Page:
Backyard Bees

The Sturgeon Bay Common Council approved a permit last week for a local couple to keep bees. It’s the third beekeeping permit the city has issued since July 2017, when the ordinance was passed to allow beekeeping within city limits. Another request is in the pipeline for a residence on South 18th Avenue.

Beekeeping – even in urban areas – is on the rise across the country and state as residents learn the rewards and benefits of keeping the busy pollinators active and healthy within their community.

“This isn’t unusual,” said Mark Lentz, a beekeeper who keeps three hives at his southern Door County property, harvesting honey for home use and to give to friends and neighbors. “Green Bay, Manitowoc, Oshkosh allow it, and I’m sure other cities across the state and country.”

Lentz helped to usher Sturgeon Bay’s ordinance through passage in 2017.

“We were interested not to protect the beekeeper, but the people who lived around them,” Lentz said. “We wanted to make sure people knew what was going on and had an opportunity to voice their concerns during the process.” 

The “we” Lentz spoke of is the approximately 80-member Door County Beekeepers Club. The group shares experiences and resources and helps new beekeepers, seasoned beekeepers and everyone in between. In addition to his own hives, Lentz cares for the two hives that the Beekeepers Club keeps at Crossroads at Big Creek. Located within city limits on Michigan Street, Crossroads is one of the city’s three beekeeping permit holders. The other belongs to Sturgeon Bay resident Gretchen Schmelzer, a founder of the Beekeepers Club and the reason why the group discovered that beekeeping wasn’t allowed within city limits. 

“I had a bee apiary already, and I didn’t realize it was against the ordinance,” she said. “So we got together and did this.”

There were a lot of questions at the time, but only one voice of opposition from someone who was allergic to bee stings. But stings are less likely with honeybees, Lentz explained, and honeybees are the only species allowed under the city’s ordinance.

“They aren’t aggressive,” he said. “They don’t sting unless they feel threatened. Just to walk by a hive, they’re not going to bother you.”

Gretchen Schmelzer tends her backyard bees at her Louisiana Street property in Sturgeon Bay with son Noah Schmelzer. Submitted.

Schmelzer said that “nobody’s ever complained” about the hives she keeps on her two-acre property on Louisiana Street. That’s been the experience of Christopher Sullivan-Robinson as well. The planner and zoning administrator within the City of Sturgeon Bay’s community-development department oversees the permitting for beekeeping. He’s received no complaints since the first two permits were issued to Crossroads and Schmelzer, and no objections prior to issuance.

“If we don’t get a negative response, we issue a permit,” Sullivan-Robinson said. “A negative response means we’ll take it to the Community Protection and Services Committee.”

That wasn’t necessary for the three permits that have been issued, including last week’s to Jesse and Samantha Koyen.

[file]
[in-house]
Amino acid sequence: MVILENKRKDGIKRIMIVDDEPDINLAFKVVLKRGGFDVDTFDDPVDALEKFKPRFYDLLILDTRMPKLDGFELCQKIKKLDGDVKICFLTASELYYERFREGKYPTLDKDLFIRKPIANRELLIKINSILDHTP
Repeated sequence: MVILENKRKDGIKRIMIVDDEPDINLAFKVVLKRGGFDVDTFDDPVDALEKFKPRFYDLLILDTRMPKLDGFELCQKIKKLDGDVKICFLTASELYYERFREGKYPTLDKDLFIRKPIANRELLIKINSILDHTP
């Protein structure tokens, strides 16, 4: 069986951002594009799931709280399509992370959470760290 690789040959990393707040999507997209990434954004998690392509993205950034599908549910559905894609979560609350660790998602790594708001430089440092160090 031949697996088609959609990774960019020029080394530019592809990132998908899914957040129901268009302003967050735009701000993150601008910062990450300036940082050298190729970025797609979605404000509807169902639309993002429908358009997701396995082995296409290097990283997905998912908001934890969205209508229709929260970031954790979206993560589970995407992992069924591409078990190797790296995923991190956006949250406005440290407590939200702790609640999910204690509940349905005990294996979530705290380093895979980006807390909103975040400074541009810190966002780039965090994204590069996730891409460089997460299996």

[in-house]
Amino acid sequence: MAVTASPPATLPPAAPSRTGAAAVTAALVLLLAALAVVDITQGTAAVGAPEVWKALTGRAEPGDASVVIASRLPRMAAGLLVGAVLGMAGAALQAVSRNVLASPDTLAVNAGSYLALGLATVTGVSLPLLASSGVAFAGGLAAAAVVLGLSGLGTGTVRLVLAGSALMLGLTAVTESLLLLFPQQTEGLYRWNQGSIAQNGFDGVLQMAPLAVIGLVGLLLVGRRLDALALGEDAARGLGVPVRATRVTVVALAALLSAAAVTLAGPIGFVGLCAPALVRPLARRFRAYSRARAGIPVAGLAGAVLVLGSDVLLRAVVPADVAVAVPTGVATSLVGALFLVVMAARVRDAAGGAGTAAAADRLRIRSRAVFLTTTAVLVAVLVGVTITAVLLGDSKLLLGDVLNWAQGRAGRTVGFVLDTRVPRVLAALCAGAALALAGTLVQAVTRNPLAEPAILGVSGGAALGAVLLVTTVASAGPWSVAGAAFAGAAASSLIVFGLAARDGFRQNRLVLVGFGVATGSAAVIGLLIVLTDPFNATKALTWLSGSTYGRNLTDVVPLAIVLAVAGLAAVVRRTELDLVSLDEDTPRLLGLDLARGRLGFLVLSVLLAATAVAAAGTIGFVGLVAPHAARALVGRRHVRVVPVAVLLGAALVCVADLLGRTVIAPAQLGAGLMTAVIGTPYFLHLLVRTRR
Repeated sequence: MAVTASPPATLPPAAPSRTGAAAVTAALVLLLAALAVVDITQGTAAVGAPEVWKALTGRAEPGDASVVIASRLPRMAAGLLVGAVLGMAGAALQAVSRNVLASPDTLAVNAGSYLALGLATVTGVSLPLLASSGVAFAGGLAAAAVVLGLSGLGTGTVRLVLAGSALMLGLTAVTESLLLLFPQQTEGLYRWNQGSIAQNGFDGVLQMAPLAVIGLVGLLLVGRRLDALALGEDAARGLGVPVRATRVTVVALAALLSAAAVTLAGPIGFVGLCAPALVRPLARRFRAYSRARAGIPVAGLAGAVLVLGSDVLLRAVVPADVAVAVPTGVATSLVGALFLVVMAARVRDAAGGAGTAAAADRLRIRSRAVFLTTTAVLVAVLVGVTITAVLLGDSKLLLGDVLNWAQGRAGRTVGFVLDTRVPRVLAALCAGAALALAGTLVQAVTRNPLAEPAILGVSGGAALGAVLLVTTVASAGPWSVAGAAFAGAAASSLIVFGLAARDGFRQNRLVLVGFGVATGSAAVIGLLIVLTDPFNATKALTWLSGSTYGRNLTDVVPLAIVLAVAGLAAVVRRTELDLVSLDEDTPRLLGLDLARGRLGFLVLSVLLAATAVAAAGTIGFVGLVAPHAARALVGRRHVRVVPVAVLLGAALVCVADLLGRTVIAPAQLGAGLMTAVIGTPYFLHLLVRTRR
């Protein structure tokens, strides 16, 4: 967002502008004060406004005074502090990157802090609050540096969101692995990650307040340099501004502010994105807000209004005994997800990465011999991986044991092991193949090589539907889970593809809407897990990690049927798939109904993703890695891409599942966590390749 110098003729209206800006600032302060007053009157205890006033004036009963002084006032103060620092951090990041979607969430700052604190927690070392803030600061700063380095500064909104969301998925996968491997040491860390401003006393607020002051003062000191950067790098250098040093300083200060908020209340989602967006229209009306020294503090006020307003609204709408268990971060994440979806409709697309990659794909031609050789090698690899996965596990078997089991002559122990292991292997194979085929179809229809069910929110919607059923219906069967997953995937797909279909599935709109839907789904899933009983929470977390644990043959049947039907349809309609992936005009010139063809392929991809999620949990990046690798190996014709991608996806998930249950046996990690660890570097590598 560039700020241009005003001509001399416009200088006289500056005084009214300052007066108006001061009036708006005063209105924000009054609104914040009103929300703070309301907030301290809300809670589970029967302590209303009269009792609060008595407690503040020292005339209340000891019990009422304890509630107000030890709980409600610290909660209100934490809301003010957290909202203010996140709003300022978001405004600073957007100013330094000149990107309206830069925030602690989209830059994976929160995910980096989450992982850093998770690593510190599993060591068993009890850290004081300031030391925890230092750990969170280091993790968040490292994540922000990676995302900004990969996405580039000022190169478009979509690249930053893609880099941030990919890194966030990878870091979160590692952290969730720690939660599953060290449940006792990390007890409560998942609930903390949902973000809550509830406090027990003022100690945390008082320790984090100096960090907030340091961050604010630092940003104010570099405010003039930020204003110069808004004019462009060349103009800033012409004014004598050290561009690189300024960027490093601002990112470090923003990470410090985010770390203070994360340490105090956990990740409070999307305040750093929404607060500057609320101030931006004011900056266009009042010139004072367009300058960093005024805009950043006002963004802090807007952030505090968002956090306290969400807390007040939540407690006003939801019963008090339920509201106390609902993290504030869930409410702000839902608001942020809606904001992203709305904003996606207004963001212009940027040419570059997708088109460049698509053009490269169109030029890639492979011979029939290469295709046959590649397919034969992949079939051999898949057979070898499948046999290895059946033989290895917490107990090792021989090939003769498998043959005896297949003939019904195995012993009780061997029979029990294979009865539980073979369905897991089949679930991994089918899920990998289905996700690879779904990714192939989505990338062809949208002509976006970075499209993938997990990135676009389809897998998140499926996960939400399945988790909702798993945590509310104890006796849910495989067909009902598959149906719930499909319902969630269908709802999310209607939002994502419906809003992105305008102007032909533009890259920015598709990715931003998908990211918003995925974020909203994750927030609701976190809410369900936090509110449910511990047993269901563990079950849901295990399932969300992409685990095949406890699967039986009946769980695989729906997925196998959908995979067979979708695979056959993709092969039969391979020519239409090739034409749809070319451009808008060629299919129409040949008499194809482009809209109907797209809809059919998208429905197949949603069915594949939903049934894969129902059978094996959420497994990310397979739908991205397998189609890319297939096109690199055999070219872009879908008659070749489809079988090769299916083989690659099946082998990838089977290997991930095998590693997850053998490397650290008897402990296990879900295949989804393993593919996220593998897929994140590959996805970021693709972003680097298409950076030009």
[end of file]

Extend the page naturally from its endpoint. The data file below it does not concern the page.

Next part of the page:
The initial beekeeping permit is for one year, and if it’s renewed, it’s then good for three years. A maximum of two hives per lot is allowed. Among the numerous requirements that the ordinance outlines are that the beekeeping equipment must be 25 feet from neighboring property lines, and a notice must be sent to all adjacent properties within 100 feet of the hive locations prior to permit approval.

That process for the latest permit issued to the Koyens initially produced an objection letter from a neighboring property owner who formally withdrew the objection upon receiving more information, Sullivan-Robinson said, and the permit was approved.

A honeybee hive, or colony, consists of a single queen, hundreds of male drones and between 30,000 and 60,000 female worker bees.They fly more than half a mile, on average, during their food-foraging excursions, traveling up to three miles per trip. That means they won’t be congregating solely on the flowers next door.

“I can understand the idea of having 60,000 insects that could cause you a little harm isn’t exciting, but bees have to forage in great detail and distance – 50 to 100 flowers every visit,” Jesse Koyen said. “So this doesn’t really increase bees on your property. They’re sort of competing for resources. Just because you have bees next door doesn’t necessarily mean you’re going to have bees on your property.”

As honeybees gather pollen and nectar for themselves and their young, they pollinate plants, including agricultural crops. Some crops, such as blueberries and cherries, are 90 percent dependent on honeybee pollination, according to the American Beekeeping Federation. Almonds depend entirely on honeybees for pollination at bloom time.

“One out of every three mouthfuls of food that we take is related to honeybee pollination,” Koyen said. “They pollinate more than 100 crops.”

Koyen talks about honeybees with the knowledge of someone who has kept 12 hives on Washington Island as a sideline business because that’s what he once did. He gave them up after charting a different course that took him to Massachusetts and graduate work before heading back to Door County. 

Home these days is a property of less than half an acre on Texas Street in Sturgeon Bay with his wife, a Massachusetts native. This time, his beekeeping will be strictly a hobby that will enable him to harvest honey and beeswax products while contributing to pollinating local crops and fertilizing native plants.

“We’re trying to do our part here on our little property in Sturgeon Bay to help native food webs and agriculture where it happens,” Koyen said.